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Mol Biol Cell. 2007 Sep;18(9):3607-19. Epub 2007 Jun 27.

LEKTI fragments specifically inhibit KLK5, KLK7, and KLK14 and control desquamation through a pH-dependent interaction.

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Institut National de la Santé et de la Recherche Médicale, U563, Toulouse, F-31300 France.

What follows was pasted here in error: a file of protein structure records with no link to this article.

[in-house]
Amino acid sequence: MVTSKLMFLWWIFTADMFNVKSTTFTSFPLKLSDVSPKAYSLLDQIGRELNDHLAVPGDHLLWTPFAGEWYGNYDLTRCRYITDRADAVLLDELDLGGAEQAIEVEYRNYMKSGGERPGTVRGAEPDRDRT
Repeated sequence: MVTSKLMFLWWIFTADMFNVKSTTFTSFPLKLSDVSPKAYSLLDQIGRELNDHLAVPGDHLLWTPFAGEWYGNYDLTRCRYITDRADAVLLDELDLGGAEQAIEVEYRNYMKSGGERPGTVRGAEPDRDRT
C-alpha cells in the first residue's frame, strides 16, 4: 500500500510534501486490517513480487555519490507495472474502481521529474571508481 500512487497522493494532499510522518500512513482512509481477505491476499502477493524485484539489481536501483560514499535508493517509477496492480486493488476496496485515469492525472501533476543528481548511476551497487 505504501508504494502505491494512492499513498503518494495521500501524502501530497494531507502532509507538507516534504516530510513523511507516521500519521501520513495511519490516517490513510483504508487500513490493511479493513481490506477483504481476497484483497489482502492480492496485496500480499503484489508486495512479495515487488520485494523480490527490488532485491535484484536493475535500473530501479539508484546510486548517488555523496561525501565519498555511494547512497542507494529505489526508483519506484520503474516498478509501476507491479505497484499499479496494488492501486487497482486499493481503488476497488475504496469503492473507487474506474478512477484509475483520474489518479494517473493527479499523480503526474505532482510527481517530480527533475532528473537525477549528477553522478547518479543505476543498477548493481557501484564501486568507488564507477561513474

LEKTI is a 15-domain serine proteinase inhibitor whose defective expression underlies the severe autosomal recessive ichthyosiform skin disease, Netherton syndrome. Here, we show that LEKTI is produced as a precursor rapidly cleaved by furin, generating a variety of single or multidomain LEKTI fragments secreted in cultured keratinocytes and in the epidermis. The identity of these biological fragments (D1, D5, D6, D8-D11, and D9-D15) was inferred from biochemical analysis, using a panel of LEKTI antibodies. The functional inhibitory capacity of each fragment was tested on a panel of serine proteases. All LEKTI fragments, except D1, showed specific and differential inhibition of human kallikreins 5, 7, and 14. The strongest inhibition was observed with D8-D11, toward KLK5. Kinetics analysis revealed that this interaction is rapid and irreversible, reflecting an extremely tight binding complex. We demonstrated that pH variations govern this interaction, leading to the release of active KLK5 from the complex at acidic pH. These results identify KLK5, a key actor of the desquamation process, as the major target of LEKTI. They disclose a new mechanism of skin homeostasis by which the epidermal pH gradient allows precisely regulated KLK5 activity and corneodesmosomal cleavage in the most superficial layers of the stratum corneum.

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